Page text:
Wrong, Margaret Christian

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Wrong, Margaret Christian

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1887-1948

History

The eldest child of George and Sophia Wrong, Margaret (Marga) was born in Toronto on 26 June 1887. She attended Havergal College and the University of Toronto, where she was an occasional student in Arts at University College in 1906-1907 and again in 1910-1911. She then attended Somerville College at Oxford from 1911-1914, where she was very active in the work of the Student Christian Movement. In 1920 she received an MA from the University of Toronto.

Back in Canada, she became secretary to the student YWCA, a position she held for three years. As a result of her work with students, she founded in 1916 the University College Women’s Union, as a social centre and residence, of which she became the first resident head. Later she founded Argyle House (1918) and Hutton House (1919), women’s residences associated with University College. From 1917 to 1919 she was also a temporary assistant (sessional) in the Department of English in University College and, from 1919 to 1921, a sessional instructor in the Department of History.

In 1921 Margaret resigned to take up the position of travelling secretary of the World Students’ Christian Federation, based in Geneva (her father acknowledged that she would never receive a permanent position in the department while he was head). Her duties took her first to Eastern Europe, where she helped organize student relief in Poland, Austria and the Baltic countries, and established a student YMCA, first in Riga, Latvia, and then in Austria. In all she spent five years traveling across Europe and the British Isles, attending conferences and helping to improve the organization of the WSCF.

In 1926 she moved to London as a missionary secretary of the British Student Christian Movement. Her first activity was a seven-month tour of Africa, traveling 18,000 miles to inspect Christian educational facilities. She also put down roots, buying a house in suburban Hampstead that she shared with her partner, Margaret Read. It was to be her base until her death. After Murray’s death, the two Margaret's took in some of his children.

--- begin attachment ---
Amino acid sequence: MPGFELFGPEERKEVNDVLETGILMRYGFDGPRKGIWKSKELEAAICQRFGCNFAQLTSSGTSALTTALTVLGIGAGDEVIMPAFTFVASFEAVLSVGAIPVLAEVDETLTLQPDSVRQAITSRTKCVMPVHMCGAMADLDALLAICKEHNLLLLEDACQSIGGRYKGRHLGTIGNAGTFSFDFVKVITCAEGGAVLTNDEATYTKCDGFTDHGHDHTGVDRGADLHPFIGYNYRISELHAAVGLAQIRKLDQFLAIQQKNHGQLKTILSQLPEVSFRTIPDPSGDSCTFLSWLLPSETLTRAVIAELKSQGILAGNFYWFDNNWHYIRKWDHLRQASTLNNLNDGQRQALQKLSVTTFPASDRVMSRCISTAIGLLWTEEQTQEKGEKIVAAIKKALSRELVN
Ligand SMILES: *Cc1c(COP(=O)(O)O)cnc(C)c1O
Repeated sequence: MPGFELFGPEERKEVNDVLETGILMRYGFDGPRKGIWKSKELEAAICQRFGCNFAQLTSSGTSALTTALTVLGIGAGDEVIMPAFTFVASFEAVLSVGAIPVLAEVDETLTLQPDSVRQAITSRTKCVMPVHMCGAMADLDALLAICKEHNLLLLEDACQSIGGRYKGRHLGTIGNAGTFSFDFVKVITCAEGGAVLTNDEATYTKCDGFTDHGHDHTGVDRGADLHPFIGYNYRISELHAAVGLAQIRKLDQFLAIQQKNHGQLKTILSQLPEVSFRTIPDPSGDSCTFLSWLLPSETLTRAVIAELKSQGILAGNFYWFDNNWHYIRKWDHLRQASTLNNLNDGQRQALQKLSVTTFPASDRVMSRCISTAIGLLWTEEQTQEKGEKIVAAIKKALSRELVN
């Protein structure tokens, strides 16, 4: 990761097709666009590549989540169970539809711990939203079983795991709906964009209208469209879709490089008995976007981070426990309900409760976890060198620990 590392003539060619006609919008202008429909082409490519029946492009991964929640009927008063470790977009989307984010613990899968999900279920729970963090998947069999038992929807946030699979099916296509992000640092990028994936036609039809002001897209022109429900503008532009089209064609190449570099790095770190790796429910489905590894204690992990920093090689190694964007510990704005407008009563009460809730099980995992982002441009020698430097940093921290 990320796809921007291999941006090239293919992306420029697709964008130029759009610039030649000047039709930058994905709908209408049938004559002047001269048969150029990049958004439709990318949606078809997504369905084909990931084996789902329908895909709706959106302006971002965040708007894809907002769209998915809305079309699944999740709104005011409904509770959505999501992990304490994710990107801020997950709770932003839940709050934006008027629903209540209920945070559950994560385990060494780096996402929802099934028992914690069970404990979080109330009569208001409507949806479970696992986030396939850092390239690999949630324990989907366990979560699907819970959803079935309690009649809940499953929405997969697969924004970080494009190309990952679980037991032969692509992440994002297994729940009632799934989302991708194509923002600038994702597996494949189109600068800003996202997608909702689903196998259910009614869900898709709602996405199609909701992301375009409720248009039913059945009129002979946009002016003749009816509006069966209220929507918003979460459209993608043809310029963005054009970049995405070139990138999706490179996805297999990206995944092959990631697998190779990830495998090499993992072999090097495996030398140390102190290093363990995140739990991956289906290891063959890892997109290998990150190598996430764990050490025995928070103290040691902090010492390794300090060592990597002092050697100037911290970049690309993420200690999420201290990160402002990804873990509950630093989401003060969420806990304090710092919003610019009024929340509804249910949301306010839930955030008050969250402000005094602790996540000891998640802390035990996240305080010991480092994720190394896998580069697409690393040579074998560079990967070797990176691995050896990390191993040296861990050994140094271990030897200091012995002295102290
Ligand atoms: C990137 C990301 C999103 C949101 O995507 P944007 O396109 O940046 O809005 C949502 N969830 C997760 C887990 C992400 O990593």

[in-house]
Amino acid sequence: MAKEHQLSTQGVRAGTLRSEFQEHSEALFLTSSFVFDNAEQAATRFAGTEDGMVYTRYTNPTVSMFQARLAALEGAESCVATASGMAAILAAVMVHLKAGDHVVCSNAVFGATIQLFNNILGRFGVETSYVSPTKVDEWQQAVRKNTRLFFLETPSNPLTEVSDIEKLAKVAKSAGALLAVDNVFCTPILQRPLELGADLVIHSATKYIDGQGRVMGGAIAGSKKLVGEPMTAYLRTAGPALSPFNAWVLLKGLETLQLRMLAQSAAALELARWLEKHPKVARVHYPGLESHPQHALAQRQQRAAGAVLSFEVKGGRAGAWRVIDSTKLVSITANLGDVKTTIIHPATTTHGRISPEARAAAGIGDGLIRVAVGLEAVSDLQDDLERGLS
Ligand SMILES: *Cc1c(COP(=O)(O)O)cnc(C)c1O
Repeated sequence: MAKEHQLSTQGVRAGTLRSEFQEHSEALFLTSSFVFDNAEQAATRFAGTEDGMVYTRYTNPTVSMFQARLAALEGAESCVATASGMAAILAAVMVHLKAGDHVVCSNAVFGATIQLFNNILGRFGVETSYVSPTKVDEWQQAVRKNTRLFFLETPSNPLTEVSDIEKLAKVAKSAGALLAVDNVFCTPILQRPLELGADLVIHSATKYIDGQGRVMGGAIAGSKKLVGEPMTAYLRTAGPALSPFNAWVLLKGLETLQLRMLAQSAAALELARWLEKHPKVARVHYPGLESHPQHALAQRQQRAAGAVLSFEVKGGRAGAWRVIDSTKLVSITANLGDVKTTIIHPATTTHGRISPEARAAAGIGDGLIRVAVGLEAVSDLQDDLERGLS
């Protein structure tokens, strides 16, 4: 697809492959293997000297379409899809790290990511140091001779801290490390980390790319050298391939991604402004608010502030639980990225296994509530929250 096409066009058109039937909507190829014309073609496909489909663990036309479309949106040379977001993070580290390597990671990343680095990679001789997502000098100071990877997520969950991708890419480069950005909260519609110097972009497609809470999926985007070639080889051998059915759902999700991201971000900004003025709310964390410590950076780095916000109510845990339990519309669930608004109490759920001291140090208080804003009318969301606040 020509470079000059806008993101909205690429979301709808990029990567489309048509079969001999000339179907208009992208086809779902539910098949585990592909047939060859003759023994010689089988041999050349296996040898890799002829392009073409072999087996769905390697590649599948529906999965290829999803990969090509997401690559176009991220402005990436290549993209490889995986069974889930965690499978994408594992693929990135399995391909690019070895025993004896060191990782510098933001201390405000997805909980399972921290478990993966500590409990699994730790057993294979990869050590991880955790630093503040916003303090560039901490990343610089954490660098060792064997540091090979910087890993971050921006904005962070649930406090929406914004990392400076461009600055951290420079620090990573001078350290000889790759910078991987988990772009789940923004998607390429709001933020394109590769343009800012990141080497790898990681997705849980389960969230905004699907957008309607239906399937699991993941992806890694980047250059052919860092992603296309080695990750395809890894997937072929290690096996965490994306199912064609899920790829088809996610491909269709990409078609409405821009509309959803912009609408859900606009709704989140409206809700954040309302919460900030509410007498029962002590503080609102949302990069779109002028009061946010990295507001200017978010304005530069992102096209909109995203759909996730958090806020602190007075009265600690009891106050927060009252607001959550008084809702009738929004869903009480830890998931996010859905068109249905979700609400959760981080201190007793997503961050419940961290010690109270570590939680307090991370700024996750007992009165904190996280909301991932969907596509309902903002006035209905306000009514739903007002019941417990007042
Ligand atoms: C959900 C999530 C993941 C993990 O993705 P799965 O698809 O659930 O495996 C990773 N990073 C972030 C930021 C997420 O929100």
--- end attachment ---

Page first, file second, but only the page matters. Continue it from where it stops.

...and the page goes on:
In 1929 Margaret was appointed the first secretary of the newly established International Committee of Christian Literature for Africa, a position she held until her death. She spent much of her time in Africa, learning about literature needs and conferring with officials and missionary bodies to promote the spread of education. In 1932, she started Listen, a magazine for African school children, edited a quarterly called Books for Africa, and published a number of books, mostly on aspects of education in Africa.

Her advice was sought by the British Colonial Office and she served as a member of its Committee on Mass Education. She was also a member of the Linguistic Committee of the International African Research Institute. During World War II she served as a consultant on West Africa to the British Ministry of Information, and helped prepare scripts for the BBC’s African service. In 1948, Margaret had just embarked on a survey of educational institutions in East Africa when she died of a heart attack in Gulu, Uganda on 11 April 1948.

Margaret Read continued to live in their house in Hampstead, occasionally visiting the Wrongs in Canada. She died at the age of 102 in the late 1990s.

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